Thoughts from Crow Cottage

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Still Sad, but moving on...

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Nine Days On...

It's been more than a week now (9 days to be exact) since we lost "The Best Dog That Ever Lived," our boy Kip.

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It's been a very hard week emotionally for both of us.

Some people think a man who cries is weak. Not so. In my opinion, a man who cries, especially because he has lost a beloved pet, is the best kind of human being alive. My Paul is one of those men. I haven't seen him cry like this since I've known him. I have done my share of uncontrolled sobbing, too, but Paul has just been hit so hard by this unexpected loss of our golden boy, Kip.

Anyway, yesterday I went the whole day, for the first time in a while, without crying. Today, I've already had three episodes of it, so maybe I'm making up for it now. But each day, I'm hoping, it will get easier.

I set about to make a memorial framed picture grouping of our Kippie boy, and here it is, hanging centered over the sofa in the living room. The pawprints were included in a sympathy card that our new veterinarian and staff sent to us, presumably made by the staff at the crematorium. A nice touch, and I'm so thankful they did it.

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Closer up:

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I printed off one of those pictures of him sitting under the (now gone) burning bushes out front:

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It's one of my favorite pictures of him. He was such a beautiful dog, both on the outside and on the inside.

I'm sure there are some people who would disagree with the "inside" part, but they didn't "know" him like we did. They would be the various people who would walk by the house and get barked at... all the way from one end of the property to the other until they were well out of sight... and even for a minute afterwards...

It wasn't as if Kip wanted to harm them; in fact, he really just was saying hello and asking them to come closer so they could get acquainted, but it must have sounded otherwise to some people, especially those who had their own dogs with them! When Kip saw a dog going by, he went berserk! I could not control his barking. Paul could, but I couldn't. I was always the softie in Kip's life... the one who gave in and spoiled him.

We have a neighbor who didn't like Kip at all (?) and who, when Kip barked at him, would actually go inside his house and get one of those nasty, horrid air-horns that they use on boats, and he pointed it at Kip and it would blare out that loud, loud noise at him (and anyone else around within hearing distance). It was totally rude and crude... and it would make Kip bark even more! So it did no good. It was just a way to aggravate him and us. Not a good thing.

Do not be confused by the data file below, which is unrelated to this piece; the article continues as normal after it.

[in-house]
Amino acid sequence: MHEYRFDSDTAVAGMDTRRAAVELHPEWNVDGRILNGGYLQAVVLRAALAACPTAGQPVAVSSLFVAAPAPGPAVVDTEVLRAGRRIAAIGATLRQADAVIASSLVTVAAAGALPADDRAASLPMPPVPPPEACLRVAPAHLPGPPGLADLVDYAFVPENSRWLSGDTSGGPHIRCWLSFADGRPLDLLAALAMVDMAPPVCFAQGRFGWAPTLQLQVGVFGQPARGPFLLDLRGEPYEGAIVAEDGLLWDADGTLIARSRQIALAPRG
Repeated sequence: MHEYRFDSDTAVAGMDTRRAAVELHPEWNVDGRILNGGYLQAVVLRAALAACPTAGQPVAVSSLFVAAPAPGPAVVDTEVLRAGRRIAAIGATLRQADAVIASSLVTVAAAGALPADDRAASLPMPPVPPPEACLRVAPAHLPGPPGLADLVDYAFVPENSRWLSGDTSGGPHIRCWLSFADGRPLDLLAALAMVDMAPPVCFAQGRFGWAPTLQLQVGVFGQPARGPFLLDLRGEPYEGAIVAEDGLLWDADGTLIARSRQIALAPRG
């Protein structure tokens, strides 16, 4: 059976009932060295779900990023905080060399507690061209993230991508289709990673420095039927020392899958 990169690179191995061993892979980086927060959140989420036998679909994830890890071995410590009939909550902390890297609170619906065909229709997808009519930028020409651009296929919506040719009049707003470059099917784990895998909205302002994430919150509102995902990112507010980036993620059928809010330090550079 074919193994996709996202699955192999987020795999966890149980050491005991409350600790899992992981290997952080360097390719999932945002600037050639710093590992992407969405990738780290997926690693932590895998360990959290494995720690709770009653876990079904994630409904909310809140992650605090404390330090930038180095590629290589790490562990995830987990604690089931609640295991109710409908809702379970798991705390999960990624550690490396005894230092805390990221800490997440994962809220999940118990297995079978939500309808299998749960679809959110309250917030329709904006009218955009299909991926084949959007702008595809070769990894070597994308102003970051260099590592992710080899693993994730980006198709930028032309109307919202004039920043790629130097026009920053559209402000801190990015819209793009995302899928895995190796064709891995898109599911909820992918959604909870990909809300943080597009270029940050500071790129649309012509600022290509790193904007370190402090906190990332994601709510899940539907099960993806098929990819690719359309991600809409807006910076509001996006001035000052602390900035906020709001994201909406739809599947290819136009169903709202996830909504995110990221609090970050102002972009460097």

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Above, another picture of Kip and Emmalee that we got back from Paul's folks when they passed away last year. They loved their "grand-dogs" very much and wanted a framed picture of them nearby in the nursing facility where they lived. Behind this picture is the one I painted of our long-ago Great Pyrenees dog, Esmeralda, from a picture of her I took on our wedding day in Marblehead. Below is the original photograph:


So, 9 days have gone by. Kip is "living," or should I say residing, in the front room that I now call "Kip's Room," in his beautiful cedar box. There is no TV in there, and no computers. There is a radio/cd player that I listen to a lot and the front windows that look out onto the garden in the front of the house. We are still feeding the birds with the suet blocks and they are happy birds in our garden... that's for sure.

So I'm heading out now to Kip's Room to have a little visit with him, chat about things, tell him again how much I love him and always will, and generally let out a little emotion that is getting built up whilst writing this entry...

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I hope to move on to more normal topics soon. But it does take a while. I'm not quite ready for prime time yet... (not that I ever was!)

Pretty quiet out there now...

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Bex & Co.

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I think I could turn and live with animals...
They are so placid and self-contained,
I stand and look at them sometimes half the day long.

They do not sweat and whine about their condition,
They do not lie awake in the dark and weep for their sins,
They do not make me sick discussing their duty to God,
Not one is dissatisfied... not one is demented with the mania of owning things,
Not one kneels to another nor to his kind that lived thousands of years ago,
Not one is respectable or industrious over the whole earth.

~ [Walt Whitman, from "Leaves of Grass, No. 32"] ~


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